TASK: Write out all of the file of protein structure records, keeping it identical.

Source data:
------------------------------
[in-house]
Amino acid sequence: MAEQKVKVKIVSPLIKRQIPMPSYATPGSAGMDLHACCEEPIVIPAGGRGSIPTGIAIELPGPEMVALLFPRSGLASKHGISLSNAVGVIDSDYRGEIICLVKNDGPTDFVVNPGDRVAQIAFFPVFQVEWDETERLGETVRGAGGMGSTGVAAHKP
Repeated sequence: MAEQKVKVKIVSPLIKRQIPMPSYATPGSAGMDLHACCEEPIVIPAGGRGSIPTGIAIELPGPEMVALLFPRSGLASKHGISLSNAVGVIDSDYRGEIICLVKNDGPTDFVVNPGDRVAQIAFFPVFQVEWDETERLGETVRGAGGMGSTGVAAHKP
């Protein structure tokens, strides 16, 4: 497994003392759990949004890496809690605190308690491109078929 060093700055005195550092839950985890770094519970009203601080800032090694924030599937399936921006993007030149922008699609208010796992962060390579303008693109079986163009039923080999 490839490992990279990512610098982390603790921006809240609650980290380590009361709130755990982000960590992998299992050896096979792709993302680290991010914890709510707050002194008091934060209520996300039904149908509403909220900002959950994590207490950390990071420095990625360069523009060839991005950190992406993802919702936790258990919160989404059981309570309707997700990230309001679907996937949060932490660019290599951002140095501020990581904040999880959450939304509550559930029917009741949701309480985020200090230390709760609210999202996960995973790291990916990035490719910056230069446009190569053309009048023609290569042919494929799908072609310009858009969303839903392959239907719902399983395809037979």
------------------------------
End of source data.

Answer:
[in-house]
Amino acid sequence: MAEQKVKVKIVSPLIKRQIPMPSYATPGSAGMDLHACCEEPIVIPAGGRGSIPTGIAIELPGPEMVALLFPRSGLASKHGISLSNAVGVIDSDYRGEIICLVKNDGPTDFVVNPGDRVAQIAFFPVFQVEWDETERLGETVRGAGGMGSTGVAAHKP
Repeated sequence: MAEQKVKVKIVSPLIKRQIPMPSYATPGSAGMDLHACCEEPIVIPAGGRGSIPTGIAIELPGPEMVALLFPRSGLASKHGISLSNAVGVIDSDYRGEIICLVKNDGPTDFVVNPGDRVAQIAFFPVFQVEWDETERLGETVRGAGGMGSTGVAAHKP
């Protein structure tokens, strides 16, 4: 497994003392759990949004890496809690605190308690491109078929 060093700055005195550092839950985890770094519970009203601080800032090694924030599937399936921006993007030149922008699609208010796992962060390579303008693109079986163009039923080999 490839490992990279990512610098982390603790921006809240609650980290380590009361709130755990982000960590992998299992050896096979792709993302680290991010914890709510707050002194008091934060209520996300039904149908509403909220900002959950994590207490950390990071420095990625360069523009060839991005950190992406993802919702936790258990919160989404059981309570309707997700990230309001679907996937949060932490660019290599951002140095501020990581904040999880959450939304509550559930029917009741949701309480985020200090230390709760609210999202996960995973790291990916990035490719910056230069446009190569053309009048023609290569042919494929799908072609310009858009969303839903392959239907719902399983395809037979």